“Water Peep” was my mother-in-laws term for broken views available from homes across the street from waterfront properties.
Several years ago, we listed a second row property in Hampstead, NC 28443, across the street from the Intracoastal Waterway. The home, a 40 year old brick ranch, was never built for views. To make it worse, the waterway home on the ICWW side had a leafy privacy screen. Yet, my client’s home was on higher ground and, in leafless seasons, permitted “water-peep” from outside. On the inside, if I stood in one or two spots and looked hard, I might glimpse blue water. But, our client asked we advertise “water view” in our remarks.
She’d lived there for years, long before the trees across the street grew up. I had no doubt her “water view” still existed in her “mind’s eye.” We listed the property in late fall with leafless trees and, as requested, included "water view" in our remarks. Our pictures included a fall photograph taken from the yard showing water in the distance through a leafless tree screen. Come spring, when the leaves appeared, the “water view"disappeared Below, from a different angle, but from the same yard, you can see how completely the “water view” vanished!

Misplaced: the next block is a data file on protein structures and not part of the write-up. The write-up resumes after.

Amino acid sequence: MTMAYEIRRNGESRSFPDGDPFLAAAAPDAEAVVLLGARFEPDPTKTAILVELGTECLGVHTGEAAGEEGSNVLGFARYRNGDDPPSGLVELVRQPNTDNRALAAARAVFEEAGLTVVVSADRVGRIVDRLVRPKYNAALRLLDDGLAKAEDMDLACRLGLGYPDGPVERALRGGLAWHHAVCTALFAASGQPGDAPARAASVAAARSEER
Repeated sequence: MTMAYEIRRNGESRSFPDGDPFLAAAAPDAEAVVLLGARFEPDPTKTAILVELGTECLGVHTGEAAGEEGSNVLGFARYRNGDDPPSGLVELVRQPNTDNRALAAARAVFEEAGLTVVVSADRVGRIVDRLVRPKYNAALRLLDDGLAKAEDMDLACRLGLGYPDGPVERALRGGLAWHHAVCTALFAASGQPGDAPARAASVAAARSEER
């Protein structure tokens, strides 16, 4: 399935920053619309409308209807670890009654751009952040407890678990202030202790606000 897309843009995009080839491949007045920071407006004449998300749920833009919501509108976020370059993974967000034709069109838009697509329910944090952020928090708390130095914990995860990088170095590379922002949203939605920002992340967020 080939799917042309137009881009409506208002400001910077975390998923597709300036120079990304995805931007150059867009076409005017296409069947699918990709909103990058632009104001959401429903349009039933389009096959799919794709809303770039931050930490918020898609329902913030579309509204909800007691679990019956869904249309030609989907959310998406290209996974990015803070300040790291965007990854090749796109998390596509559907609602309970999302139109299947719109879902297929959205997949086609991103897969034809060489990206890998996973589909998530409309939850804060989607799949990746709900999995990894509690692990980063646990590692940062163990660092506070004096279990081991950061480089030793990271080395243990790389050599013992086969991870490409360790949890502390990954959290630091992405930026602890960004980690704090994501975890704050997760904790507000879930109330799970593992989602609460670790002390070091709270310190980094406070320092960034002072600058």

One day in spring, I received a call from an appraiser working on comps for a nearby property. He got right to his point and chewed me out royally, reminding me that appraisers rely on remarks and photographs for appraisal comparisons. In his opinion, I was misrepresenting the properties features. I made a lame attempt to defend the seasonal aspect of the “water view” and promised myself never to be in that situation again.
Today, I've evolved and could handle my Client's request much better. I'm sure I could demonstrate how we'll market her properties unique location and features, representing it well to Prospects, Buyer's Agents, Appraisers and Lenders without crossing the line into misrepresentation. Experience is a great teacher!